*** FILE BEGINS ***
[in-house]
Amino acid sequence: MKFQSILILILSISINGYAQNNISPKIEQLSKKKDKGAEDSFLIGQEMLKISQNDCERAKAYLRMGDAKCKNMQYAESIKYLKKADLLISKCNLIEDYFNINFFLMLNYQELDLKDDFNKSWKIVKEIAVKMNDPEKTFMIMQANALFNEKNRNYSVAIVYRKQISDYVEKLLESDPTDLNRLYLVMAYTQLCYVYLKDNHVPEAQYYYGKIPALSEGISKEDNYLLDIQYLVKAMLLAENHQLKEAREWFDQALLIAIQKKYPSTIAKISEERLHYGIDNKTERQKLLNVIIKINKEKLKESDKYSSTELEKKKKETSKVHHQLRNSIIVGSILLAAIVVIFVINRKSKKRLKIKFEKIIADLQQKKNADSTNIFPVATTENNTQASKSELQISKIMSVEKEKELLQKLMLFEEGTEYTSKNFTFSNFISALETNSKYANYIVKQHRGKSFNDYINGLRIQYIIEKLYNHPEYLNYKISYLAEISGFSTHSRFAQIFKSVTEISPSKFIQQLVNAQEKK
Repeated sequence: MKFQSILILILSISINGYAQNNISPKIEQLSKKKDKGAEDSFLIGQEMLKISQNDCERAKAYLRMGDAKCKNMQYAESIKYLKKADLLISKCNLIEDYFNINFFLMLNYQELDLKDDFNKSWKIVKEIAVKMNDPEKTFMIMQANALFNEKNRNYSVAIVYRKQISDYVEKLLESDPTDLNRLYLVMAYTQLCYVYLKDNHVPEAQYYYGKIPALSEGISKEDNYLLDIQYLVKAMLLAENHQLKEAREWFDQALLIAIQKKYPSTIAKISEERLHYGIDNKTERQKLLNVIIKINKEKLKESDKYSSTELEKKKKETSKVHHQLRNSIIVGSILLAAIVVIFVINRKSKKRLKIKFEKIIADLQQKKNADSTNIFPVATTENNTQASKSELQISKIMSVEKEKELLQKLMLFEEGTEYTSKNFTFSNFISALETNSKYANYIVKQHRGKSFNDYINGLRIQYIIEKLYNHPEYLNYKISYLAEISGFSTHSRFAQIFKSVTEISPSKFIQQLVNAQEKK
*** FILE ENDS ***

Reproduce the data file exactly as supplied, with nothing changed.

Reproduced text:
[in-house]
Amino acid sequence: MKFQSILILILSISINGYAQNNISPKIEQLSKKKDKGAEDSFLIGQEMLKISQNDCERAKAYLRMGDAKCKNMQYAESIKYLKKADLLISKCNLIEDYFNINFFLMLNYQELDLKDDFNKSWKIVKEIAVKMNDPEKTFMIMQANALFNEKNRNYSVAIVYRKQISDYVEKLLESDPTDLNRLYLVMAYTQLCYVYLKDNHVPEAQYYYGKIPALSEGISKEDNYLLDIQYLVKAMLLAENHQLKEAREWFDQALLIAIQKKYPSTIAKISEERLHYGIDNKTERQKLLNVIIKINKEKLKESDKYSSTELEKKKKETSKVHHQLRNSIIVGSILLAAIVVIFVINRKSKKRLKIKFEKIIADLQQKKNADSTNIFPVATTENNTQASKSELQISKIMSVEKEKELLQKLMLFEEGTEYTSKNFTFSNFISALETNSKYANYIVKQHRGKSFNDYINGLRIQYIIEKLYNHPEYLNYKISYLAEISGFSTHSRFAQIFKSVTEISPSKFIQQLVNAQEKK
Repeated sequence: MKFQSILILILSISINGYAQNNISPKIEQLSKKKDKGAEDSFLIGQEMLKISQNDCERAKAYLRMGDAKCKNMQYAESIKYLKKADLLISKCNLIEDYFNINFFLMLNYQELDLKDDFNKSWKIVKEIAVKMNDPEKTFMIMQANALFNEKNRNYSVAIVYRKQISDYVEKLLESDPTDLNRLYLVMAYTQLCYVYLKDNHVPEAQYYYGKIPALSEGISKEDNYLLDIQYLVKAMLLAENHQLKEAREWFDQALLIAIQKKYPSTIAKISEERLHYGIDNKTERQKLLNVIIKINKEKLKESDKYSSTELEKKKKETSKVHHQLRNSIIVGSILLAAIVVIFVINRKSKKRLKIKFEKIIADLQQKKNADSTNIFPVATTENNTQASKSELQISKIMSVEKEKELLQKLMLFEEGTEYTSKNFTFSNFISALETNSKYANYIVKQHRGKSFNDYINGLRIQYIIEKLYNHPEYLNYKISYLAEISGFSTHSRFAQIFKSVTEISPSKFIQQLVNAQEKK